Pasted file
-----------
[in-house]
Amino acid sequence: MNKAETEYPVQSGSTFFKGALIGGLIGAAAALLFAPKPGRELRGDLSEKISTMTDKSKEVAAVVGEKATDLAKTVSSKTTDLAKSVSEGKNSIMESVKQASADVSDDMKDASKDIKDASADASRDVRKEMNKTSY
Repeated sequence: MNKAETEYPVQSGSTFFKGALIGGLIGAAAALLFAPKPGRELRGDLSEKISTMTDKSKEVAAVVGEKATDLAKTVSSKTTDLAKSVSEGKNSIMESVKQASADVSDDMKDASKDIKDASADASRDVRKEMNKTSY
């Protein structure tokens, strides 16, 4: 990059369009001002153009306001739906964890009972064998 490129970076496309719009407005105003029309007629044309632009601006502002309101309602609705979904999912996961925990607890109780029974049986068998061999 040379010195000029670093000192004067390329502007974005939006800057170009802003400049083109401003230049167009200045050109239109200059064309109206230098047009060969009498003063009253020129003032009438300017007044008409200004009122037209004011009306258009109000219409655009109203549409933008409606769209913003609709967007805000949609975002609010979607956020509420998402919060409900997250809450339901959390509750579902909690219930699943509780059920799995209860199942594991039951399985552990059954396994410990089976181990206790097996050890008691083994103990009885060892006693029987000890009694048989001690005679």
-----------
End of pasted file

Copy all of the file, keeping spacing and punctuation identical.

[in-house]
Amino acid sequence: MNKAETEYPVQSGSTFFKGALIGGLIGAAAALLFAPKPGRELRGDLSEKISTMTDKSKEVAAVVGEKATDLAKTVSSKTTDLAKSVSEGKNSIMESVKQASADVSDDMKDASKDIKDASADASRDVRKEMNKTSY
Repeated sequence: MNKAETEYPVQSGSTFFKGALIGGLIGAAAALLFAPKPGRELRGDLSEKISTMTDKSKEVAAVVGEKATDLAKTVSSKTTDLAKSVSEGKNSIMESVKQASADVSDDMKDASKDIKDASADASRDVRKEMNKTSY
């Protein structure tokens, strides 16, 4: 990059369009001002153009306001739906964890009972064998 490129970076496309719009407005105003029309007629044309632009601006502002309101309602609705979904999912996961925990607890109780029974049986068998061999 040379010195000029670093000192004067390329502007974005939006800057170009802003400049083109401003230049167009200045050109239109200059064309109206230098047009060969009498003063009253020129003032009438300017007044008409200004009122037209004011009306258009109000219409655009109203549409933008409606769209913003609709967007805000949609975002609010979607956020509420998402919060409900997250809450339901959390509750579902909690219930699943509780059920799995209860199942594991039951399985552990059954396994410990089976181990206790097996050890008691083994103990009885060892006693029987000890009694048989001690005679």